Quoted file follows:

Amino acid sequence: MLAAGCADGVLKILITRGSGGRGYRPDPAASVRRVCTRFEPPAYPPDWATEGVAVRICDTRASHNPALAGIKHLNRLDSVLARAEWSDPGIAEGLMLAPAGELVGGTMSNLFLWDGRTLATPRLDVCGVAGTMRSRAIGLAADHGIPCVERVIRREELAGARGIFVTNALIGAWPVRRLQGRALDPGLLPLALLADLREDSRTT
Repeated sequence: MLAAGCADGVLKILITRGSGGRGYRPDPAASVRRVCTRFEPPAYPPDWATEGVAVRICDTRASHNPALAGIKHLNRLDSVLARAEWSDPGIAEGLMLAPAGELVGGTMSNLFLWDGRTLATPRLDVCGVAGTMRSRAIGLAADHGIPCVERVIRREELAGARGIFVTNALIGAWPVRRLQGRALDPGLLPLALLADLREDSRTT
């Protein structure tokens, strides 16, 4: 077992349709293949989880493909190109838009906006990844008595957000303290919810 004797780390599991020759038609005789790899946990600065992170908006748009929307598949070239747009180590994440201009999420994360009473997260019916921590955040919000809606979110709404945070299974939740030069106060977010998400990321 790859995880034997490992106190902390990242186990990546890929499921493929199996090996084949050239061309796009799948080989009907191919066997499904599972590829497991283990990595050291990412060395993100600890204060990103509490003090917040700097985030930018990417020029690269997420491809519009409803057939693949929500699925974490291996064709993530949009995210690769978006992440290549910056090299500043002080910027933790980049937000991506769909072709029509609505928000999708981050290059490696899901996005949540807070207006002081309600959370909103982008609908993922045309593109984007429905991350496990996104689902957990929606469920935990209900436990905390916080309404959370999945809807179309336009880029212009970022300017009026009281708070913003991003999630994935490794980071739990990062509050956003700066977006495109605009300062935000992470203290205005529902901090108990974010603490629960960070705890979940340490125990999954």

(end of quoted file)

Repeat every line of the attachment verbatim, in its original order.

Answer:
Amino acid sequence: MLAAGCADGVLKILITRGSGGRGYRPDPAASVRRVCTRFEPPAYPPDWATEGVAVRICDTRASHNPALAGIKHLNRLDSVLARAEWSDPGIAEGLMLAPAGELVGGTMSNLFLWDGRTLATPRLDVCGVAGTMRSRAIGLAADHGIPCVERVIRREELAGARGIFVTNALIGAWPVRRLQGRALDPGLLPLALLADLREDSRTT
Repeated sequence: MLAAGCADGVLKILITRGSGGRGYRPDPAASVRRVCTRFEPPAYPPDWATEGVAVRICDTRASHNPALAGIKHLNRLDSVLARAEWSDPGIAEGLMLAPAGELVGGTMSNLFLWDGRTLATPRLDVCGVAGTMRSRAIGLAADHGIPCVERVIRREELAGARGIFVTNALIGAWPVRRLQGRALDPGLLPLALLADLREDSRTT
């Protein structure tokens, strides 16, 4: 077992349709293949989880493909190109838009906006990844008595957000303290919810 004797780390599991020759038609005789790899946990600065992170908006748009929307598949070239747009180590994440201009999420994360009473997260019916921590955040919000809606979110709404945070299974939740030069106060977010998400990321 790859995880034997490992106190902390990242186990990546890929499921493929199996090996084949050239061309796009799948080989009907191919066997499904599972590829497991283990990595050291990412060395993100600890204060990103509490003090917040700097985030930018990417020029690269997420491809519009409803057939693949929500699925974490291996064709993530949009995210690769978006992440290549910056090299500043002080910027933790980049937000991506769909072709029509609505928000999708981050290059490696899901996005949540807070207006002081309600959370909103982008609908993922045309593109984007429905991350496990996104689902957990929606469920935990209900436990905390916080309404959370999945809807179309336009880029212009970022300017009026009281708070913003991003999630994935490794980071739990990062509050956003700066977006495109605009300062935000992470203290205005529902901090108990974010603490629960960070705890979940340490125990999954």